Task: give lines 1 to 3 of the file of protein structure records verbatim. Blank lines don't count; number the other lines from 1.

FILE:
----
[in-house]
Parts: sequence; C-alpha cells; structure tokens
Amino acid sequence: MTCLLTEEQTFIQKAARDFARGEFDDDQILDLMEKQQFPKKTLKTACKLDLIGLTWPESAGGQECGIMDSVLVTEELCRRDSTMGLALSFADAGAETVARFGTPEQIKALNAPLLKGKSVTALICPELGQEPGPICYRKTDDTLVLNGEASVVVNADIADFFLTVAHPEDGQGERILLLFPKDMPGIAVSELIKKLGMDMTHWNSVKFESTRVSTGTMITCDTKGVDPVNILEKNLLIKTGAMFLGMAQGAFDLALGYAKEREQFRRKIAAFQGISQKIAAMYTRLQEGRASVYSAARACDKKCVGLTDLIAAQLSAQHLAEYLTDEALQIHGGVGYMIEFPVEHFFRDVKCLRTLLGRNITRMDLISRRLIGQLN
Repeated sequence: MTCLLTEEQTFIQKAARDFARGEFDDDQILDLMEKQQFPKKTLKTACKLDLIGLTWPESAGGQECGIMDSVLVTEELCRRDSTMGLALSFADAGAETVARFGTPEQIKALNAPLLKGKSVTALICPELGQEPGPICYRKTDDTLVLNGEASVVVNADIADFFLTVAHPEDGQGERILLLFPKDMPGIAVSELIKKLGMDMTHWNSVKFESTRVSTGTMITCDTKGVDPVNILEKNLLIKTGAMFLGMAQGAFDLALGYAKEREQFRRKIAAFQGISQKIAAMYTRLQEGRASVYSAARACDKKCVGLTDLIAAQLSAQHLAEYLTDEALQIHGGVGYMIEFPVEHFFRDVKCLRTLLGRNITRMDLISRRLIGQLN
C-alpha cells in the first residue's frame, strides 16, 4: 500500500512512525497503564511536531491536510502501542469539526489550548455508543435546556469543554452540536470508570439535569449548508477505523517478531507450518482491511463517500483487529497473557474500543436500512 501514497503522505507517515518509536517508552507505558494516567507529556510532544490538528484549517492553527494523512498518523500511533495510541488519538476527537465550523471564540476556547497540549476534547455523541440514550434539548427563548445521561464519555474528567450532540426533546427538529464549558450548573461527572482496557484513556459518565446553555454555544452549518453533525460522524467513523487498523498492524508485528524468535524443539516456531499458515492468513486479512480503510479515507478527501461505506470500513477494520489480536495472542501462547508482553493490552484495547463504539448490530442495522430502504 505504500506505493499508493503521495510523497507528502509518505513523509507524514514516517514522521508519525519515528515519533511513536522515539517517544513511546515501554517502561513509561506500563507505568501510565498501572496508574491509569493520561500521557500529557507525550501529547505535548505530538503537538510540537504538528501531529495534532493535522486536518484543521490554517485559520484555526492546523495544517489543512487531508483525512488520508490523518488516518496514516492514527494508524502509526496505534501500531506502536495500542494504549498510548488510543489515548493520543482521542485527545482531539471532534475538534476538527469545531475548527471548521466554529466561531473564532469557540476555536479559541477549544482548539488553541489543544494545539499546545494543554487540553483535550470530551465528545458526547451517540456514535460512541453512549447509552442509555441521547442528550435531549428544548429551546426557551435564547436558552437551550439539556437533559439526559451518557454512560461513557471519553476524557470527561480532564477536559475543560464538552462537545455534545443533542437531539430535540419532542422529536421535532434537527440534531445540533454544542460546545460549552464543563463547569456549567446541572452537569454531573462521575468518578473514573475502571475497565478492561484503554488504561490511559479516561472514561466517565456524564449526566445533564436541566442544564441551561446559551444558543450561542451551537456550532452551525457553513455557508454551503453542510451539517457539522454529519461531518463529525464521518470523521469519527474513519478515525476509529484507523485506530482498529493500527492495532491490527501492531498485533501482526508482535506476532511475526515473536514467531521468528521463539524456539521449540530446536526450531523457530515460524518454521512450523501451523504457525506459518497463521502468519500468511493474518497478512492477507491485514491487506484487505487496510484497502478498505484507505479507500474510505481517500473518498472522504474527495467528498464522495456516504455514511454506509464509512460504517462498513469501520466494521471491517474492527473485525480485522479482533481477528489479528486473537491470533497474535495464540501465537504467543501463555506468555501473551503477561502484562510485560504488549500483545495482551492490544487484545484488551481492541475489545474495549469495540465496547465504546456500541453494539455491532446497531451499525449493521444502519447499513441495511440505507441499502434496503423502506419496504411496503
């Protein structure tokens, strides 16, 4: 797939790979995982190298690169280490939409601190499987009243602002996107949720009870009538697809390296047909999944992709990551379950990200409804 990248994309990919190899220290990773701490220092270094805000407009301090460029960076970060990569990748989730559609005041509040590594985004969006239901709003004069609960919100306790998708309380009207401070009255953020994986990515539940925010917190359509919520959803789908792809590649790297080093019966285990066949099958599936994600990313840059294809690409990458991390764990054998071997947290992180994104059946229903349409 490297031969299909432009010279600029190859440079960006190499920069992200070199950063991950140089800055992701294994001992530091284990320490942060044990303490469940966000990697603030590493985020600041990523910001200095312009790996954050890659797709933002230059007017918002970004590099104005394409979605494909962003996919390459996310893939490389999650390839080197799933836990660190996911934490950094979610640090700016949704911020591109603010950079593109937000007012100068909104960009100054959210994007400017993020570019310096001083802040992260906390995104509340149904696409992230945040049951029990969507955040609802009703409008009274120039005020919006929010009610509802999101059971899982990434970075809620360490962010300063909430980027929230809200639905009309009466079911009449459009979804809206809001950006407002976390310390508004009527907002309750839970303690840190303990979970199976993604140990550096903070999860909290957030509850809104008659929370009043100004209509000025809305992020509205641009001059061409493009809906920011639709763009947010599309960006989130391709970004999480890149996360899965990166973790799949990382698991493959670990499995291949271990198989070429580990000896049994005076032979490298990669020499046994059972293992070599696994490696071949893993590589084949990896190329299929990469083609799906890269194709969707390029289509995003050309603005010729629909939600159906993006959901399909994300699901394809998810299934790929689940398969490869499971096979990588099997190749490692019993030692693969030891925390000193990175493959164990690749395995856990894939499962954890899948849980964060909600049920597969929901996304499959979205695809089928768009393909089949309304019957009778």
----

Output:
[in-house]
Parts: sequence; C-alpha cells; structure tokens
Amino acid sequence: MTCLLTEEQTFIQKAARDFARGEFDDDQILDLMEKQQFPKKTLKTACKLDLIGLTWPESAGGQECGIMDSVLVTEELCRRDSTMGLALSFADAGAETVARFGTPEQIKALNAPLLKGKSVTALICPELGQEPGPICYRKTDDTLVLNGEASVVVNADIADFFLTVAHPEDGQGERILLLFPKDMPGIAVSELIKKLGMDMTHWNSVKFESTRVSTGTMITCDTKGVDPVNILEKNLLIKTGAMFLGMAQGAFDLALGYAKEREQFRRKIAAFQGISQKIAAMYTRLQEGRASVYSAARACDKKCVGLTDLIAAQLSAQHLAEYLTDEALQIHGGVGYMIEFPVEHFFRDVKCLRTLLGRNITRMDLISRRLIGQLN